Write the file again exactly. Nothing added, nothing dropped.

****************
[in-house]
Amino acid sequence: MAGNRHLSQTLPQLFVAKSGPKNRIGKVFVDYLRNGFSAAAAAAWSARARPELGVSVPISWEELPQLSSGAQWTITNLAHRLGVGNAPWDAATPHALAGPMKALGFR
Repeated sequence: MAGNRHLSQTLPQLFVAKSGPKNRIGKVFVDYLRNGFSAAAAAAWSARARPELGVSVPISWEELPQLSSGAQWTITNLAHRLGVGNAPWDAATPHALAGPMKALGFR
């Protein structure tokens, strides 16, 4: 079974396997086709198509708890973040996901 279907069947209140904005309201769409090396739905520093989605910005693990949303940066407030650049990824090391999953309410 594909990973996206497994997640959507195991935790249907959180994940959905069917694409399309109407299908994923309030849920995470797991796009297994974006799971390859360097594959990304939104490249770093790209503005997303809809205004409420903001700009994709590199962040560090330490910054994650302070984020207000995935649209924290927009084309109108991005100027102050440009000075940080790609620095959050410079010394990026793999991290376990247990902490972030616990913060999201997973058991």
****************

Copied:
[in-house]
Amino acid sequence: MAGNRHLSQTLPQLFVAKSGPKNRIGKVFVDYLRNGFSAAAAAAWSARARPELGVSVPISWEELPQLSSGAQWTITNLAHRLGVGNAPWDAATPHALAGPMKALGFR
Repeated sequence: MAGNRHLSQTLPQLFVAKSGPKNRIGKVFVDYLRNGFSAAAAAAWSARARPELGVSVPISWEELPQLSSGAQWTITNLAHRLGVGNAPWDAATPHALAGPMKALGFR
């Protein structure tokens, strides 16, 4: 079974396997086709198509708890973040996901 279907069947209140904005309201769409090396739905520093989605910005693990949303940066407030650049990824090391999953309410 594909990973996206497994997640959507195991935790249907959180994940959905069917694409399309109407299908994923309030849920995470797991796009297994974006799971390859360097594959990304939104490249770093790209503005997303809809205004409420903001700009994709590199962040560090330490910054994650302070984020207000995935649209924290927009084309109108991005100027102050440009000075940080790609620095959050410079010394990026793999991290376990247990902490972030616990913060999201997973058991």